BREWSTER, N.Y. – The idea was born nine years ago around a crackling campfire, as they roasted lobsters and steamed mussels they'd caught while kayaking through coastal Maine.
For friends Matt Frohman and Rich Marshall, the concept was simple – to return to the land they loved, and to travel the country, fishing, hunting and foraging for food. They'd live off of only what they caught, and then they'd challenge local chefs to cook up meals that could rival their own creations in taste and quality.
The benefits, they say, are plentiful – a healthier diet and slimmer waistline, a boost to the economy of local businesses and a return to the self-sufficiency and sustainability that the global economy has eroded.
"People want to know where their food comes from," Frohman said Tuesday while in picturesque Putnam County, N.Y., where the two showcased their farm-to-table concept at the Clocktower Grill in Brewster. "We live in a world where we take food for granted, and so much food is processed. In each community, there is a wealth of ingredients that can be gotten just from that community."
"If you’re eating directly from the land, you're cutting out all the herbicides, pesticides and fertilizers."
- Rich Marshall
"You can go into a store in January and buy passion fruit from some exotic place, but the story of how that got to you affects many, many people – some positively, some negatively," he said. "Keeping it local reduces that carbon footprint. It also makes us appreciate our food."
Frohman, a 42-year-old New York native, and Marshall, a 39-year-old British transplant, began their "Rogues on the Road" journey in Canada’s Banff National Park, fishing for invasive trout species, foraging for wild mushrooms and visiting nearby farmers’ markets for locally grown sustainable ingredients.
From there, they traveled to states like New Hampshire, Florida, Vermont, Louisiana and Connecticut, hunting such game as wild duck and deer and cooking up, according to Frohman, what "some might consider weeds."
"If you’re eating directly from the land, you're cutting out all the herbicides, pesticides and fertilizers," Marshall said, as well as cutting out unnecessary sugar, salt and fat. He noted that free-range chicken, fish and eggs are among the healthiest foods the average consumer can buy. Marshall also said that eating local honey, for instance, helps combat pollen and bee-sting allergies.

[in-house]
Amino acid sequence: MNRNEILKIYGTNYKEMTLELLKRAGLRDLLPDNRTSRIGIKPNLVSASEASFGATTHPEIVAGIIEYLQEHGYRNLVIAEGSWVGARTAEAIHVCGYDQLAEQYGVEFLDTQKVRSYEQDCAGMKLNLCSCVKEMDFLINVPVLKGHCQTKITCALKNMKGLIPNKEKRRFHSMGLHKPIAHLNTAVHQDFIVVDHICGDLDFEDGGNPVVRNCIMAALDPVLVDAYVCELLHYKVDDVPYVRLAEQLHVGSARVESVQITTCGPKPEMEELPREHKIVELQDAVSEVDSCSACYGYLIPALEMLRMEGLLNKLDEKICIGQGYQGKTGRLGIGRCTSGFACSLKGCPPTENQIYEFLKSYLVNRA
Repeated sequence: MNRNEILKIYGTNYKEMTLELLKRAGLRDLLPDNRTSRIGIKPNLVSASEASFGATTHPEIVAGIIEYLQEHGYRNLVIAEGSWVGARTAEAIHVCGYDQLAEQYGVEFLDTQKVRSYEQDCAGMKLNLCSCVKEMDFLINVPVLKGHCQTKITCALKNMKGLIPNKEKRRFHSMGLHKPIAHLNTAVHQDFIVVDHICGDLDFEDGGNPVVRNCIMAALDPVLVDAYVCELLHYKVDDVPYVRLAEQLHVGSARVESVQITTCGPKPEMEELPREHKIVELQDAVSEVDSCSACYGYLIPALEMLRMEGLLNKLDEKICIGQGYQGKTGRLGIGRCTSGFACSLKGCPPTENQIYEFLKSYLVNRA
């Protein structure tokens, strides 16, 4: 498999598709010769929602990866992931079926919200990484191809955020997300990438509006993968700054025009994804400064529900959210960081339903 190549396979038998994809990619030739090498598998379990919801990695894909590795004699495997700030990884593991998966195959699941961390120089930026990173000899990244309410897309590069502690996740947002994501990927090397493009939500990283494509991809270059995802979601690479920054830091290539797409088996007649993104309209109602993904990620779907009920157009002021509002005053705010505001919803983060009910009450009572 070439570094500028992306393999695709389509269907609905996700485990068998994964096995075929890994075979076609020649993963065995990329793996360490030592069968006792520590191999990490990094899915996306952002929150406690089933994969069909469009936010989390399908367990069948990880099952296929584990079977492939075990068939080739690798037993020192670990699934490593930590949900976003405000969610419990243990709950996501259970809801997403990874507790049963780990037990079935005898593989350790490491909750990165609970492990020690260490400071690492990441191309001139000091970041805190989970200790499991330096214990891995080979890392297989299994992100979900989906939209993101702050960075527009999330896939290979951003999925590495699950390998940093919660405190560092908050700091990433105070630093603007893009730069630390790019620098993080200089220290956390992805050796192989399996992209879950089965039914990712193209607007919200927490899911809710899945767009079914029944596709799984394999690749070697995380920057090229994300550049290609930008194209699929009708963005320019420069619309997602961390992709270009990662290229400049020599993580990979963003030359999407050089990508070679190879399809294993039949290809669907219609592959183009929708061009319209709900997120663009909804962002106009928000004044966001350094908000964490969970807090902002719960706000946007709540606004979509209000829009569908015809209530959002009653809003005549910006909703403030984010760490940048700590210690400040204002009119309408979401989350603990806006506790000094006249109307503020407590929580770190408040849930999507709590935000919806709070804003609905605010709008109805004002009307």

At the Clocktower Grill, curious locals arrived to sample the food that was gathered by the two "rogues," and prepared by the restaurant's chef, Rich Parente. The robust, creative menu included elk chili, wild mushroom salad with quail eggs and crispy bacon, seared diver scallops over cheddar cheese grits and smoked Long Island duck with a wild lingonberry sauce.
While Frohman and Marshall acknowledge that shopping organic is costly for most Americans, they recommend that consumers "start out small" to minimize costs while still enjoying some of the benefits. They also warn would-be hunter-gatherers to research what's accessible and edible before foraging the land.
"Visit a farmer's market or go directly to your local farm and ask questions," Froham suggested. "In many communities, there are local foragers -- mushroom hunters -- who will take you out."
The pair maintains that they're part of a "food revolution" in the U.S., and that, with time, most Americans will return to a locally sourced, self-sufficient and healthier way of life. As the demand for organic products increases, the supply will increase and costs will decrease, the two said, citing the increasing affordability of hormone-free, grass-fed milk in recent years.
As for which of the more costly sustainable products consumers should consider purchasing, Froham suggests: "That's a conversation you have with your family and maybe you pick one item that is going to be a little more expensive but you're going to make that commitment to take that item. And by doing that, more and more get on board and that ends up driving the price down.
"We are in this kind of renaissance where people really want local ingredients," he said. "As long as we keep at it, and as the years move on, we're going to continue to see that movement grow."